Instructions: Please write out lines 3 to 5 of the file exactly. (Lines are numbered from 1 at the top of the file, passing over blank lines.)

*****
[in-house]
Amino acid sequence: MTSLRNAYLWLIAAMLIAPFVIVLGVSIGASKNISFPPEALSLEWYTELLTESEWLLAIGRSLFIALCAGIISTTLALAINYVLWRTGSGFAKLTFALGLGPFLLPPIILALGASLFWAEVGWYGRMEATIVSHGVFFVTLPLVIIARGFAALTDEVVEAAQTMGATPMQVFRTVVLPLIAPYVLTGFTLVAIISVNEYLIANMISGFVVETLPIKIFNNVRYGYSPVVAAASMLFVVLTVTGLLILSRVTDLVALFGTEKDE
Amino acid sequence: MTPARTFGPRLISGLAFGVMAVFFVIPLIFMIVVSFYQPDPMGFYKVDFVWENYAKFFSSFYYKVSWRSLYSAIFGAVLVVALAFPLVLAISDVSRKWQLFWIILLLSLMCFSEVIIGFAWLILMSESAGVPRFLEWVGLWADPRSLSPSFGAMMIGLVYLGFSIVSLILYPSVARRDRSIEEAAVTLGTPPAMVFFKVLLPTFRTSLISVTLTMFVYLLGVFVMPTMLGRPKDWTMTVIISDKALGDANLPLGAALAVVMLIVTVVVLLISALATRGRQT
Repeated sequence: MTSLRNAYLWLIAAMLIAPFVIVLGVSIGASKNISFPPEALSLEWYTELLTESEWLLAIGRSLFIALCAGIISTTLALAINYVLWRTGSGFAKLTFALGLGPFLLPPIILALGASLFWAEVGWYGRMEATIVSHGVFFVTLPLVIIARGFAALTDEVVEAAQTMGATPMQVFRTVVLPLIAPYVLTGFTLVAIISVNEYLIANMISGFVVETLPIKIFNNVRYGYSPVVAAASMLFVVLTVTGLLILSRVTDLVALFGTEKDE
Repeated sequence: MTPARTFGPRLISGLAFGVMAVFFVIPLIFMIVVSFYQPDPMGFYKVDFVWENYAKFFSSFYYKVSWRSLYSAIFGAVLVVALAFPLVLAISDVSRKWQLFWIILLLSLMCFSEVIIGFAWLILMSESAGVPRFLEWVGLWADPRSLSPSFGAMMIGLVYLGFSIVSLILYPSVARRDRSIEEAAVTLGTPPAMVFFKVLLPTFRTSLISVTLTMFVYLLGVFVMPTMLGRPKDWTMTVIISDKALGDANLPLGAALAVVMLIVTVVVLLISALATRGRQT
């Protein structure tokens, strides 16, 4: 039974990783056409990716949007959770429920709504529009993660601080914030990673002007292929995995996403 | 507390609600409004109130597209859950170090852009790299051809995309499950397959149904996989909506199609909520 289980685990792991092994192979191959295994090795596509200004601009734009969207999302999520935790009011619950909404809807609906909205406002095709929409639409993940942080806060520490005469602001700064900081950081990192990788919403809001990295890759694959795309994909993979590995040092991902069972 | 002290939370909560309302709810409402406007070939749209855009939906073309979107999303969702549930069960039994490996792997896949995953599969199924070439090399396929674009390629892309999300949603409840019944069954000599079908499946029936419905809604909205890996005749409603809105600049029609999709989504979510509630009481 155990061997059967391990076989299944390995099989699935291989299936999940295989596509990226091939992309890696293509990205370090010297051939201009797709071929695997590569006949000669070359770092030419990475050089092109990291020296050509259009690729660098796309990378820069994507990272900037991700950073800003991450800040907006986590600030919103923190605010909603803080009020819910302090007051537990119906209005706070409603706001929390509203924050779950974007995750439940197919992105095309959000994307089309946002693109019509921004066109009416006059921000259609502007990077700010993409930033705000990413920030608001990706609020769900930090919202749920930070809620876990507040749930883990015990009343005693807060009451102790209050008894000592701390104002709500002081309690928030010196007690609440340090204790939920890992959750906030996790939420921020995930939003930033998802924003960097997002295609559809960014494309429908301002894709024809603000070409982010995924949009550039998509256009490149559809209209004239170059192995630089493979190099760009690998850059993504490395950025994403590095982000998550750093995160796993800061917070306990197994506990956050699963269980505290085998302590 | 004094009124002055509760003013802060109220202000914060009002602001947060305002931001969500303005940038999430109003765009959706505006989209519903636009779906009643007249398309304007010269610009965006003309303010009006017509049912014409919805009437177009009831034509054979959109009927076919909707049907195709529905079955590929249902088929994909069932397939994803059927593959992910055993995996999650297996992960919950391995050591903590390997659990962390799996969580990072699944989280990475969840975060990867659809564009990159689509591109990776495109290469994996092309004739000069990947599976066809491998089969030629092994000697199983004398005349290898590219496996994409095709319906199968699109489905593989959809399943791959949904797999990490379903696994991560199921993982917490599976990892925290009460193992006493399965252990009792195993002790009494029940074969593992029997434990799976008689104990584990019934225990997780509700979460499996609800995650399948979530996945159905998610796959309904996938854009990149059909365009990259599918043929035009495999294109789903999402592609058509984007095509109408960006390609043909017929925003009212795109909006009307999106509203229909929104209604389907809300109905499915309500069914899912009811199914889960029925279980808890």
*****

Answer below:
Amino acid sequence: MTPARTFGPRLISGLAFGVMAVFFVIPLIFMIVVSFYQPDPMGFYKVDFVWENYAKFFSSFYYKVSWRSLYSAIFGAVLVVALAFPLVLAISDVSRKWQLFWIILLLSLMCFSEVIIGFAWLILMSESAGVPRFLEWVGLWADPRSLSPSFGAMMIGLVYLGFSIVSLILYPSVARRDRSIEEAAVTLGTPPAMVFFKVLLPTFRTSLISVTLTMFVYLLGVFVMPTMLGRPKDWTMTVIISDKALGDANLPLGAALAVVMLIVTVVVLLISALATRGRQT
Repeated sequence: MTSLRNAYLWLIAAMLIAPFVIVLGVSIGASKNISFPPEALSLEWYTELLTESEWLLAIGRSLFIALCAGIISTTLALAINYVLWRTGSGFAKLTFALGLGPFLLPPIILALGASLFWAEVGWYGRMEATIVSHGVFFVTLPLVIIARGFAALTDEVVEAAQTMGATPMQVFRTVVLPLIAPYVLTGFTLVAIISVNEYLIANMISGFVVETLPIKIFNNVRYGYSPVVAAASMLFVVLTVTGLLILSRVTDLVALFGTEKDE
Repeated sequence: MTPARTFGPRLISGLAFGVMAVFFVIPLIFMIVVSFYQPDPMGFYKVDFVWENYAKFFSSFYYKVSWRSLYSAIFGAVLVVALAFPLVLAISDVSRKWQLFWIILLLSLMCFSEVIIGFAWLILMSESAGVPRFLEWVGLWADPRSLSPSFGAMMIGLVYLGFSIVSLILYPSVARRDRSIEEAAVTLGTPPAMVFFKVLLPTFRTSLISVTLTMFVYLLGVFVMPTMLGRPKDWTMTVIISDKALGDANLPLGAALAVVMLIVTVVVLLISALATRGRQT